Newbie led flash light help

Discussion in 'The Projects Forum' started by scubadank, Oct 27, 2008.

  1. scubadank

    Thread Starter New Member

    Oct 27, 2008
    3
    0
    Im trying to build an LED dive light, I am good with the mechanical side of making everything, but outside of knowing how to solder I really have no clue about circuitry. Hopefully some one out there can help spell this out for me.

    I was looking at using at least 3, possibly 5, of the Endor Rebel, tri-emitter led that produce 435 lumens @700mA
    . I was thinking of powering these with a 700mA buckpuck.

    Can I connect the LEDs in parrallel with this buck puck, will it keep up with the higher current draw of the total LEDs?

    I would think if I connected the LEDs in serial the voltage requirement would get extrodinary, the forward voltage of each led is 9.45volts, so inorder to connect 5 together they would need to have a 47.25 volt power source right? so that is out of the question.

    I was thinking of using a 14.4 volt, 10000 mAh Nimh battery pack. Unless I am completely wrong, which I most likely am, the LEDs should draw 3500 mA right, so it should give me on the better side of 2.5 hours burn time right??

    The battery pack is going to be in a seperate cannister so it will be over 18in away from the buck puck (in the light head) so I need to use a 50v capacitor across the input voltage terminals in front of the buck puck, and I was going to use a push button on/ off switch right after the battery.

    Does any of this seem crazy, it probably is...

    thanks in advance for helping a newbie out.

    -Al
     
  2. mik3

    Senior Member

    Feb 4, 2008
    4,846
    63
    The buckpuck can output a voltage up to 32 Volts thus you can connect 3 of your leds in series and then in series with an appropriate resistor (10.5 ohms, 2 Watts) to limit the current to 350mA. Then connect the other 2 leds also in series and then in series with an appropriate resistor (37.5 ohms, 5 watts) to limit the current to 350mA. Thus the total current in your network will be 700mA and the battery will last longer than if you connected all the leds in parallel.
     
  3. SgtWookie

    Expert

    Jul 17, 2007
    22,182
    1,728
    Hi Al,
    Dive lights are pricey for a reason; they're tested and certified for a pressure depth.

    For your own safety, and that of your dive partner, I suggest that you only use certified gear on your dives.

    If there were even the smallest leak in the flashlight housing, the water would find it's way in, and the light would cease working immediately. The batteries and LEDs would be crushed by the pressure. You would then be at depth, in blackness.

    Diving is risky enough. This isn't something that you should experiment with unless you have the means to get it certified.
     
  4. Audioguru

    New Member

    Dec 20, 2007
    9,411
    896
    The LED says "max 350mA continuous". It also mentions 700mA but maybe not continuously.
     
  5. scubadank

    Thread Starter New Member

    Oct 27, 2008
    3
    0
    mil3, thats exactly what I was looking for, thanks for the help that sounds like a good plan.

    SgtWookie: thanks for the concern, but Im defiantly more confident in my machining than alot of the work out there by certified companies, not to mention im already riding on my homebrewed rebreather too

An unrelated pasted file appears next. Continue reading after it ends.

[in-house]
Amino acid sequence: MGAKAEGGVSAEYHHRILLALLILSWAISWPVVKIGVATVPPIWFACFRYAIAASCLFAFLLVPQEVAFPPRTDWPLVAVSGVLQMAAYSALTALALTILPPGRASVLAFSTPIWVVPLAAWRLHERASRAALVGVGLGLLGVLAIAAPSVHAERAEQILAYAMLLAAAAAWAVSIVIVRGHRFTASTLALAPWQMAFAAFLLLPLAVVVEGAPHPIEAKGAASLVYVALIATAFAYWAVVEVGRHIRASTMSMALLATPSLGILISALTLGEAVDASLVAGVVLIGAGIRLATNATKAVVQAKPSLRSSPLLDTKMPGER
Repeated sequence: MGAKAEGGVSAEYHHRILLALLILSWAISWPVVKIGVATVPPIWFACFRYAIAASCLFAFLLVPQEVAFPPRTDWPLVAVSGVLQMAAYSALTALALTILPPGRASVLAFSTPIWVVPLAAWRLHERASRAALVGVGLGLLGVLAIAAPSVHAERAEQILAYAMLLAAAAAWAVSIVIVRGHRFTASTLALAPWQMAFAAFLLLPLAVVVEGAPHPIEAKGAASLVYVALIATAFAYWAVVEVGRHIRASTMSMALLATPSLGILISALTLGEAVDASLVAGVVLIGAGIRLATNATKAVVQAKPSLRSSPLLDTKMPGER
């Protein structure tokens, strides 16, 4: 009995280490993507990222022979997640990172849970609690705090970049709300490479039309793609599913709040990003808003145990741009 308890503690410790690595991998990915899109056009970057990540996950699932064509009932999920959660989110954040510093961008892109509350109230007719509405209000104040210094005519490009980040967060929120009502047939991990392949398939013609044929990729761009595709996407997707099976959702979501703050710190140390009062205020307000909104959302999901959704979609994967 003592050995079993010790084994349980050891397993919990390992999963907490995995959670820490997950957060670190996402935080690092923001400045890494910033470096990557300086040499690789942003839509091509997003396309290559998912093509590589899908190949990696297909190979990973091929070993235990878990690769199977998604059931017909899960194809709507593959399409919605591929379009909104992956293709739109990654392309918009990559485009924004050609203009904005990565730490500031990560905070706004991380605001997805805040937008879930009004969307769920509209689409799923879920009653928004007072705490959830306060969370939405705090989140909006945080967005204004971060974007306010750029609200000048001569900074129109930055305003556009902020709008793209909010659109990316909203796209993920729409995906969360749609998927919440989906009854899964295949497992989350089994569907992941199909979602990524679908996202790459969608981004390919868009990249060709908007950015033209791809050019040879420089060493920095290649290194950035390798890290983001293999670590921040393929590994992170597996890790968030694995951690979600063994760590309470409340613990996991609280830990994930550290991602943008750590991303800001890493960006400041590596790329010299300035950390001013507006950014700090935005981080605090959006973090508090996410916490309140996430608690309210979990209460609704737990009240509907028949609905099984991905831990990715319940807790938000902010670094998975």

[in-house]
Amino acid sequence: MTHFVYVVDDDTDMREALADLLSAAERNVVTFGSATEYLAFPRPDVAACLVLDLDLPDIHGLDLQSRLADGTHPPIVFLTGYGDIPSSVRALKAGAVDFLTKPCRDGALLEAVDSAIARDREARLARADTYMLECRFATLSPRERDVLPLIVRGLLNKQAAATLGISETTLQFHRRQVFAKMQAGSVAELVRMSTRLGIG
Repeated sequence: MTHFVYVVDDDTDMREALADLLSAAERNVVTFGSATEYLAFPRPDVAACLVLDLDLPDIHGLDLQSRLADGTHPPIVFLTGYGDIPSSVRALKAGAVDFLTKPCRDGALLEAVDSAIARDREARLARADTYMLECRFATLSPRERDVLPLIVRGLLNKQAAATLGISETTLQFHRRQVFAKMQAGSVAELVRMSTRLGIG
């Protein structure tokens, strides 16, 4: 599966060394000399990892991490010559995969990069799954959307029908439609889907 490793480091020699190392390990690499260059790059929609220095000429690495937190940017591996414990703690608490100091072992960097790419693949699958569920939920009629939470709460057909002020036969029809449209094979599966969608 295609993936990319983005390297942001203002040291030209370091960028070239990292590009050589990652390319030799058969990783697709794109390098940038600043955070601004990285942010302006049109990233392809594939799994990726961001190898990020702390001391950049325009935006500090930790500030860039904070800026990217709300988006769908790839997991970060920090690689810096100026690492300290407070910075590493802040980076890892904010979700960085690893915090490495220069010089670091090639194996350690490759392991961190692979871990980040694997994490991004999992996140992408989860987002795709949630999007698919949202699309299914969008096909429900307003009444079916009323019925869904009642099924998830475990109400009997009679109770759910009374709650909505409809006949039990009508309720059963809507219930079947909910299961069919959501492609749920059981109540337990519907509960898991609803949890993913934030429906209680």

As far as the max 350mA continuous, I figured that since the aluminum light head is only going to be used when surrounded by near freezing great lakes water, and that the LED specs say there is a 50,000 hour life at 700 mA, which is longer than I think this light will be in use

    thanks again Al
     
  6. scubadank

    Thread Starter New Member

    Oct 27, 2008
    3
    0
    one more question for mik3, if i do your plan the buck puck says "DC input voltage from 5V to 32V. (The input voltage must be at least 2 volts higher than the forward voltage drop of all series connected LEDs.)" does that mean I wouldn't be able to use the 14.4 volt battery?

    thanks again
    -Al
     
  7. antidote

    New Member

    Nov 12, 2008
    2
    0
    Hey guys,
    this may seem silly, but I'm not too familiar with the inner workings of BuckPuck and trying to put an LED together. I have the 1000mA version. My question is, is there any chance you'd get electrocuted with a 12V battery hooked up to it? ... I know a 1000mA to the heart can cause it to stop, but will a 1000mA BuckPuck driver electrocute you?
    thanks!
     
  8. Audioguru

    New Member

    Dec 20, 2007
    9,411
    896
    12V might cause a current of 1mA in you if you are wet with salt water. It might tingle.
    120V might kill you because then the current will be 10 times higher.
     
  9. antidote

    New Member

    Nov 12, 2008
    2
    0
    thanks for the reply Audioguru! so to clarify, the fact the BuckPuck says 1000mA on it doesn't mean it can drive it through your body? it's 1000mA constant through the LED?
     
  10. Audioguru

    New Member

    Dec 20, 2007
    9,411
    896
    Ohm's Law tells you how much current flows in a resistance with a certain voltage.
    A car battery can produce a current of 400A in a cold starter motor but if you put your hands across the 12V terminals then the current will be extremely low because you are not made of very low resistance copper.
     
  11. Søren

    Senior Member

    Sep 2, 2006
    472
    28
    Hi,

    The BuckPucks are switching regulators, nothing more.
    You might consider making your own regulator, which could be tailored to your exact load AND be made with a dimmer option (step or gradual) to give a longer runtime (after all, you probably don't need full power all the time).
     
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